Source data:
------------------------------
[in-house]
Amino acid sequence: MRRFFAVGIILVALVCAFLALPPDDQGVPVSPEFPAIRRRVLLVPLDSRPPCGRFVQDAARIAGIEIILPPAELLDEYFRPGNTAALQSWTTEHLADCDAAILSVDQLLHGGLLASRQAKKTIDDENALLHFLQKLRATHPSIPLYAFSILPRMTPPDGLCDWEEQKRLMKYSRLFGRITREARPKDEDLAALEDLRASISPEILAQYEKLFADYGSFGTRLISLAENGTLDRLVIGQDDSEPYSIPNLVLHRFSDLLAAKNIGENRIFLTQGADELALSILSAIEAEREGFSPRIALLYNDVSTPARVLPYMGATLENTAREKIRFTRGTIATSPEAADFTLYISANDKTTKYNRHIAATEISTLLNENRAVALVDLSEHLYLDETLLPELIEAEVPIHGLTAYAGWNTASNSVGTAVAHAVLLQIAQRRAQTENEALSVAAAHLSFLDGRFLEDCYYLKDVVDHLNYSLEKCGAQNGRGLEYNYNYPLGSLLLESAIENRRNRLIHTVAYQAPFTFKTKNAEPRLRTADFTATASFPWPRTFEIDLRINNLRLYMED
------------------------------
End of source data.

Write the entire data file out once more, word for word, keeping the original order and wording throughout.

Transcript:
[in-house]
Amino acid sequence: MRRFFAVGIILVALVCAFLALPPDDQGVPVSPEFPAIRRRVLLVPLDSRPPCGRFVQDAARIAGIEIILPPAELLDEYFRPGNTAALQSWTTEHLADCDAAILSVDQLLHGGLLASRQAKKTIDDENALLHFLQKLRATHPSIPLYAFSILPRMTPPDGLCDWEEQKRLMKYSRLFGRITREARPKDEDLAALEDLRASISPEILAQYEKLFADYGSFGTRLISLAENGTLDRLVIGQDDSEPYSIPNLVLHRFSDLLAAKNIGENRIFLTQGADELALSILSAIEAEREGFSPRIALLYNDVSTPARVLPYMGATLENTAREKIRFTRGTIATSPEAADFTLYISANDKTTKYNRHIAATEISTLLNENRAVALVDLSEHLYLDETLLPELIEAEVPIHGLTAYAGWNTASNSVGTAVAHAVLLQIAQRRAQTENEALSVAAAHLSFLDGRFLEDCYYLKDVVDHLNYSLEKCGAQNGRGLEYNYNYPLGSLLLESAIENRRNRLIHTVAYQAPFTFKTKNAEPRLRTADFTATASFPWPRTFEIDLRINNLRLYMED